Diving Back Into The Game: We Review 'Accel World Vs Sword Art Online: Millennium Twilight'

Diving Back Into The Game: We Review ‘Accel World Vs Sword Art Online: Millennium Twilight’

Posted by July 20, 2017 Comment

Accel World vs Sword Art Online: Millennium Twilight
6.5 / 10 Reviewer
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BC Rating
DEVELOPER: Artdink PUBLISHER: Bandai Namco REVIEW PLATFORM: PS4 OTHER PLATFORMS: Vita RELEASED: 7/7/17

Reki Kawahara is the mind behind both Accel World and Sword Art Online. He’s the man you can praise for both of these creations as well as when their stories go horribly off the beaten path you enjoyed. We’ve seen a lot more titles from the latter than the former out of Bandai Namco, to the point where you’d think they’d done everything they could with it. But apparently, they decided to take two of Kawahara’s creations and meld them together into a gaming grilled cheese sandwich as we get Accel World vs Sword Art Online: Millennium Twilight.

credit//Bandai Namco

The first thing that you’re doing to notice is that the title is incorrect: neither set of characters do battle against each other. Instead, it’s a team up. Characters from both franchises join forces to go up against an evil force that has decided to destroy Alfheim Online. (For some fans, that would be a dream come true.) We won’t spoil a lot of the plot here, but basically after Yui disappears in the game, both worlds begin to merge, leaving everyone to figure out how it’s happening and how to prevent it.

credit//Bandai Namco

This game uses the same mechanics as Sword Art Online: Lost Song, so if you’re familiar with how that game worked with its flying ability and combat options, you’ll be set. Since both worlds have a similar style and structure, they kind of work well together in this setting. There isn’t a ton of setup or major cutscenes to sit through, which is a major relief. The game assumes that if you’re playing a title with these characters, you know what’s up with both realms and little explanation is required. This gives you much more gameplay than you would expect from previous SAO titles, which is a relief.

credit//Bandai Namco

The SOA characters can fly, but most of the AW characters can’t, which leaves you with a tough task of figuring out combat strategies against a variety of enemies—many of whom can fly. This adds a bit of spice to the combat phases, but can also be a frustrating task if you end up in frequent battles with hovering enemies. Thankfully, the fighting system isn’t too complicated and makes combos and team-ups fairly easy to build and chain together. But you’ll need to get into top fighting style to take on bosses, who don’t fall for the same tactic twice.

credit//Bandai Namco

The game itself, however, is kind of dull in many areas. You find yourself traveling around to different spots that look almost identical to ones you just visited, to have fights with enemies in areas that look the same, with some enemies that have a different color than the ones before. There’s a sense of repetitive behavior that you can’t escape. The map, the AI’s, and the tedious exploration don’t help much in helping you find what you’re looking for either. The game has a bit of an MMO aspect to it with side quests and character development, but those can soak up a lot of time that you may not want to give away.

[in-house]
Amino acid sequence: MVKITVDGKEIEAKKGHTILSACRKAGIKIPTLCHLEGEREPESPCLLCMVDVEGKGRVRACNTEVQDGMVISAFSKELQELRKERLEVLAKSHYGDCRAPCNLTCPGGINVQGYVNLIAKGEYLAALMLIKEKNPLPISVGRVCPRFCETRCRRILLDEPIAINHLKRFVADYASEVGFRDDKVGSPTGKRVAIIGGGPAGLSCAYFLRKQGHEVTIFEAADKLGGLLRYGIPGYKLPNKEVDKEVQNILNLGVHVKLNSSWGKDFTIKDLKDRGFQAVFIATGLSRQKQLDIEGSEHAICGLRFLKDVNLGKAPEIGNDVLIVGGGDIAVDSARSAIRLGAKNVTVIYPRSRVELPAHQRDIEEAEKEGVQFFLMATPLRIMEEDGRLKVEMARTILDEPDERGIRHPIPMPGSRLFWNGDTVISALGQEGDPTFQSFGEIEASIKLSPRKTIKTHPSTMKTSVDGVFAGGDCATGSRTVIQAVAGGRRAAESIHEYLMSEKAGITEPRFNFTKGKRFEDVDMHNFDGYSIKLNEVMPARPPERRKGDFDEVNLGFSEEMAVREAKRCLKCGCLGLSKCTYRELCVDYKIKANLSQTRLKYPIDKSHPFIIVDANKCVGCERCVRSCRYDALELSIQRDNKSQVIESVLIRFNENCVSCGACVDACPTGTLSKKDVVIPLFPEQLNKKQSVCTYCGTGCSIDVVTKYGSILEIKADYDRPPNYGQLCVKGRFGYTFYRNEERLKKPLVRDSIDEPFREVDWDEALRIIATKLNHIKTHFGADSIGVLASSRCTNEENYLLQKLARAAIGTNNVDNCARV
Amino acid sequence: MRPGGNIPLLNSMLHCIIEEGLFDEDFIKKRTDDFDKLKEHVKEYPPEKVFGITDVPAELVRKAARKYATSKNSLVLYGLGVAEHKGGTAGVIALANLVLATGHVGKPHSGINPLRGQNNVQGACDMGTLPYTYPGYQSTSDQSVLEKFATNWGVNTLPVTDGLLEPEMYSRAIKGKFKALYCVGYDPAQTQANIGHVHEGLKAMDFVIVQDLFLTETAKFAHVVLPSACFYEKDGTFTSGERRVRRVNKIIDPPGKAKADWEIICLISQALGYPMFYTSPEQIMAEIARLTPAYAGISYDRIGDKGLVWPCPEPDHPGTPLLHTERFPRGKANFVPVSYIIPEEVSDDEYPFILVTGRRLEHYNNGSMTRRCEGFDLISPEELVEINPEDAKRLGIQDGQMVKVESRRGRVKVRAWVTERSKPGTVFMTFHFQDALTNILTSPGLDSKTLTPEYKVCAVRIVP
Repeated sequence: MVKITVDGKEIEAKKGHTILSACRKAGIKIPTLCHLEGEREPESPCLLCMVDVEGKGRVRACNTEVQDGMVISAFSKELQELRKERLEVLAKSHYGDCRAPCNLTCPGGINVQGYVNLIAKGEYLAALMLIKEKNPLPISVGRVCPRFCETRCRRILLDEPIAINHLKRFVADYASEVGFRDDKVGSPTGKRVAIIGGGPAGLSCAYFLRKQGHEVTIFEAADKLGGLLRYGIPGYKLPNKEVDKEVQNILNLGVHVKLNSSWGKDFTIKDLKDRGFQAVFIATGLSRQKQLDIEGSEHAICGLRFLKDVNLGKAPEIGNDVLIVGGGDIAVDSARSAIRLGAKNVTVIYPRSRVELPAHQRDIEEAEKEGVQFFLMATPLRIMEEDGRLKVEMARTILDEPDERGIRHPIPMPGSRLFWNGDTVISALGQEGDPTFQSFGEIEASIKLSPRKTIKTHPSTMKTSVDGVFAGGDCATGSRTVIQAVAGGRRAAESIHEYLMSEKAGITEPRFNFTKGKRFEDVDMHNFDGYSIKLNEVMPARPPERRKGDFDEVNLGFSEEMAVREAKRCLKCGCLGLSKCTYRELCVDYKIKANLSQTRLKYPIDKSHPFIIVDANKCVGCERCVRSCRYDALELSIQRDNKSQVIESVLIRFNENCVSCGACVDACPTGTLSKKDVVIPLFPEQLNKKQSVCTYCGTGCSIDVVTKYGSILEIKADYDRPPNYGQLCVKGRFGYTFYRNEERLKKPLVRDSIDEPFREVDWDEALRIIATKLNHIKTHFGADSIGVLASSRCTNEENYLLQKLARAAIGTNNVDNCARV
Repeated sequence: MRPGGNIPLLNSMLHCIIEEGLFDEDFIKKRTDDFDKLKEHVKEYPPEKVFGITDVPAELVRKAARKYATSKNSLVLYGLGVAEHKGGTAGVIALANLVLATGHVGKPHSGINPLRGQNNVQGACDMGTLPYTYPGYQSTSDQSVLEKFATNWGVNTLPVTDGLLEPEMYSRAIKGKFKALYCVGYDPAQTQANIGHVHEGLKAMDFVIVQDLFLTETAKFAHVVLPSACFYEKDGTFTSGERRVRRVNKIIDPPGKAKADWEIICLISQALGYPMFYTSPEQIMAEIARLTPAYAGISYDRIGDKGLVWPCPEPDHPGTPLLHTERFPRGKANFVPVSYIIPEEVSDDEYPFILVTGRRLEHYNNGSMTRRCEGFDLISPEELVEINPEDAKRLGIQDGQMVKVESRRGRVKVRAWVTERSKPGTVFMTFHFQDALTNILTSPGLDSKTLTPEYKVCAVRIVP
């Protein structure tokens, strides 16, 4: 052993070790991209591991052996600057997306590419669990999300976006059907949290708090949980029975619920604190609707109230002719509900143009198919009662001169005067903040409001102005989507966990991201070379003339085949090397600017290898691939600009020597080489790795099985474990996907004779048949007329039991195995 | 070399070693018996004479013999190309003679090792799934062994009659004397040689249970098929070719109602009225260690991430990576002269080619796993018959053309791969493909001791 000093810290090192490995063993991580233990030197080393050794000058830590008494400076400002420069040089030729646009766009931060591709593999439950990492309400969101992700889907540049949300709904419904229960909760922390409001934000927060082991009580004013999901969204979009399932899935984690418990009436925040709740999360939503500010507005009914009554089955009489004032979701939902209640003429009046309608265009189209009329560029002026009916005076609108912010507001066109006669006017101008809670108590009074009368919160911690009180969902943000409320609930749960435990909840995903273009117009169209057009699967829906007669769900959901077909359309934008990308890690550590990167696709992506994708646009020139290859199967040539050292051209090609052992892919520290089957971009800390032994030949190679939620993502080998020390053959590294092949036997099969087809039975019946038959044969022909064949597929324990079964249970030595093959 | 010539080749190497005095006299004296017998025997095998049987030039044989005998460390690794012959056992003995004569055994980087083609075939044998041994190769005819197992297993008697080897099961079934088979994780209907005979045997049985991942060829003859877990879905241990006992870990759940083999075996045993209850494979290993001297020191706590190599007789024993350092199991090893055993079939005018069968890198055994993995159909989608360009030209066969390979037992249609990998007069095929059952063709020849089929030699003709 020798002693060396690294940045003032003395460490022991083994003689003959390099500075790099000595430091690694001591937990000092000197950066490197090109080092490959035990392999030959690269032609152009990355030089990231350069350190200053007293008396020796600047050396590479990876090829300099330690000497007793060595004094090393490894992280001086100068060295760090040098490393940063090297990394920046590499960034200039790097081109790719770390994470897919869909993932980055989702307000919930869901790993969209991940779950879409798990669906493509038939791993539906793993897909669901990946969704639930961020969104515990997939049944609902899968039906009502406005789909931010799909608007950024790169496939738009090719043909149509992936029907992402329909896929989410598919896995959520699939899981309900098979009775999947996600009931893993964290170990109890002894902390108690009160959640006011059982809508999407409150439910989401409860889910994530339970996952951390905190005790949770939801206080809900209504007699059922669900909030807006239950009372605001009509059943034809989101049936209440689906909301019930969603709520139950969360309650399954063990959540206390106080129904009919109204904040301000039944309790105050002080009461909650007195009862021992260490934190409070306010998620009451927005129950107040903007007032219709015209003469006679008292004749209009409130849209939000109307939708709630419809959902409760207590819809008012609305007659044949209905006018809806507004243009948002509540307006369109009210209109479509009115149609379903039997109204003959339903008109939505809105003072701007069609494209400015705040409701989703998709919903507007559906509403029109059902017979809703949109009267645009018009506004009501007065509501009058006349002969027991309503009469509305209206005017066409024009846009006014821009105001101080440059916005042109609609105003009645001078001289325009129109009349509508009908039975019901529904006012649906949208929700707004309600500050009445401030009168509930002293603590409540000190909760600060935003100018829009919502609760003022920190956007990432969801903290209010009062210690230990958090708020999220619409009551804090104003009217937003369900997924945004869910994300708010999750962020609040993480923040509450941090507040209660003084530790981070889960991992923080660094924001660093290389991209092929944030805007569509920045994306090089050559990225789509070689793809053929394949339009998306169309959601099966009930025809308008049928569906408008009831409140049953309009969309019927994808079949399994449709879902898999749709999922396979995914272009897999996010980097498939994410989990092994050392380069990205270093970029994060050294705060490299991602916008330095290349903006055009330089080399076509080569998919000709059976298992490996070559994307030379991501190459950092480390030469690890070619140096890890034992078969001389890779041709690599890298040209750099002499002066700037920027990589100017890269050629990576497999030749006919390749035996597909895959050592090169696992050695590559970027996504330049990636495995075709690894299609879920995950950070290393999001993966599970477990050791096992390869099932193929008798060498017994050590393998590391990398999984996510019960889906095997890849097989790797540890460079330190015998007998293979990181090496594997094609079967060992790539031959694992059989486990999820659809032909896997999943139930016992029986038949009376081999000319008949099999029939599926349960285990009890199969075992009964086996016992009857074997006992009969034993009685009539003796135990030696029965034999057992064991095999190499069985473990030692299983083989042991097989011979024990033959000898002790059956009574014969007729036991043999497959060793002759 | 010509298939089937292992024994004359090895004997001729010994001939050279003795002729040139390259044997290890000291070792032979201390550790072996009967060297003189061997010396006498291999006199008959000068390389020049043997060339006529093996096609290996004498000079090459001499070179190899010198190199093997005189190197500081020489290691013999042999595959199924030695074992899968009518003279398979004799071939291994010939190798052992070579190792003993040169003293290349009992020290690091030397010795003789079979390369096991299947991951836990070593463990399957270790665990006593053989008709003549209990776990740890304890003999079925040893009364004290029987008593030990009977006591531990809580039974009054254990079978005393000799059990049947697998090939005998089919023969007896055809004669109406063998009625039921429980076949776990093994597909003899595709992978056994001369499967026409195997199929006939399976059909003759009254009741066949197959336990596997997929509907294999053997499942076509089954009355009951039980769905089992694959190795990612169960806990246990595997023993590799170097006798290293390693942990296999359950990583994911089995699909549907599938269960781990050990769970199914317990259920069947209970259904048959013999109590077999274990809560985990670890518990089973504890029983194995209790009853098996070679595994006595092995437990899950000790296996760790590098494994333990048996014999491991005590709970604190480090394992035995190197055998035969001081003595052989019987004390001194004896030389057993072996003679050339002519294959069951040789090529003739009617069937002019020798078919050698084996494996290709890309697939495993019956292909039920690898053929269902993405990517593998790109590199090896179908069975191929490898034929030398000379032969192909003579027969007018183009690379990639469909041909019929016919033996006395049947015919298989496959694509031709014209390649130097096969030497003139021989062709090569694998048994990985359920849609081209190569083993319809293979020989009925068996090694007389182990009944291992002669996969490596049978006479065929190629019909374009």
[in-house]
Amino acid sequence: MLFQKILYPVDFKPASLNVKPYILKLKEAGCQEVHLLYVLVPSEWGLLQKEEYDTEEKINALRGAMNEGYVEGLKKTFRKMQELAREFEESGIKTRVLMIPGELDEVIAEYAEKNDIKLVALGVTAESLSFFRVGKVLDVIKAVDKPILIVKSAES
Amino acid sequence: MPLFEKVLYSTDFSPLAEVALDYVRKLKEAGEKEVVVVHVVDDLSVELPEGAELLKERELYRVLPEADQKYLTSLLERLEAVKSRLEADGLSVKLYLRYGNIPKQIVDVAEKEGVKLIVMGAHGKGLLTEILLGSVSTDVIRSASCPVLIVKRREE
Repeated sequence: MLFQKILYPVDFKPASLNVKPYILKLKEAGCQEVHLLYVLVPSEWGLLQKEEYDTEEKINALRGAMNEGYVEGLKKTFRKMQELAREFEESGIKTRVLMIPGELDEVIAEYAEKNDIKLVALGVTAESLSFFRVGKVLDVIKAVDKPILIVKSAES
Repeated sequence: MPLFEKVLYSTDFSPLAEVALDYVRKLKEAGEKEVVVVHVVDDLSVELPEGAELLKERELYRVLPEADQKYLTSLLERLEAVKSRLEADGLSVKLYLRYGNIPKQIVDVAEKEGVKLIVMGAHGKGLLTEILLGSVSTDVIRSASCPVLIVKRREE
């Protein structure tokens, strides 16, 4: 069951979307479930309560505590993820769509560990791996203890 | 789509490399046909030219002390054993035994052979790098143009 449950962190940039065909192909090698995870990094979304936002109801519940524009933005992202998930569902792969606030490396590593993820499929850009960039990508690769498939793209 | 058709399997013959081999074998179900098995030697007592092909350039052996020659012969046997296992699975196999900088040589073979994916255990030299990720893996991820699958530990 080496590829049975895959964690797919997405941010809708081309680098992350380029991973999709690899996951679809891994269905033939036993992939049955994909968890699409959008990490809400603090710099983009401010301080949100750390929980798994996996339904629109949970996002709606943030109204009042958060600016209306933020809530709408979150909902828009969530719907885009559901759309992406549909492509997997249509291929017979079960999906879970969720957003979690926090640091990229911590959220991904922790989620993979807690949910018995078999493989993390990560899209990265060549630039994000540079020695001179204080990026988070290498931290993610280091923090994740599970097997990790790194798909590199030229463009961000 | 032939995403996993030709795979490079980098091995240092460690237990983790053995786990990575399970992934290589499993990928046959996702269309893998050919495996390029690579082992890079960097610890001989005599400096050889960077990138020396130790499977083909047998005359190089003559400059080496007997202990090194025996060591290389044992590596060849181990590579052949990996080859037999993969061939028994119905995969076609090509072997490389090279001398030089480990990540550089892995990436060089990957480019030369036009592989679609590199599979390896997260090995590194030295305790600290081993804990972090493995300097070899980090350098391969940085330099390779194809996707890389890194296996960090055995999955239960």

credit//Bandai Namco

The game works in a few areas but lacks in many others, and that’s all topped off with the look and feel of the design. It feels like a late PS3-game ported to a PS4, because the graphics haven’t been drastically updated in a few games and the design carries over as you go from title to title. Because of this, I feel like I’m playing an inferior title. That’s not to say the game is bad, but we’re living in a point in time where indie creators have made better-looking titles than this one. If you got Bandai Namco outsourcing you for a game, the least you could do is hit the company up for money to improve your equipment and get some better designers in to clean up the look.

credit//Bandai Namco

Accel World vs Sword Art Online: Millennium Twilight is an okay game. It isn’t the best, it isn’t the worst, it’s just kind of “there.” There are problems with it and it doesn’t necessarily help that it involves two franchises that people already have issues with when it comes to pacing and storytelling, but the game is decent and it doesn’t suffer from endless montages of people explaining who they are and what they’re doing—you’re just thrown into the action. The biggest audience for this game is going to be their respective fanbases and people who really dig titles based off anime. Beyond that, the flaws make it a hard sell.

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About Gavin Sheehan

Gavin has been a lifelong geek who can chat with you about comics, television, video games, and even pro wrestling. He can also teach you how to play Star Trek chess, be your Mercy on Overwatch, recommend random cool music, and goes rogue in D&D. He also enjoys standup comedy, Let's Play videos and trying new games, along with hundreds of other geeky things that can't be covered in a single paragraph. Follow @TheGavinSheehan on Facebook, Twitter, Instagram, and Vero, for random pictures and musings.

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(Last Updated July 20, 2017 2:34 pm )

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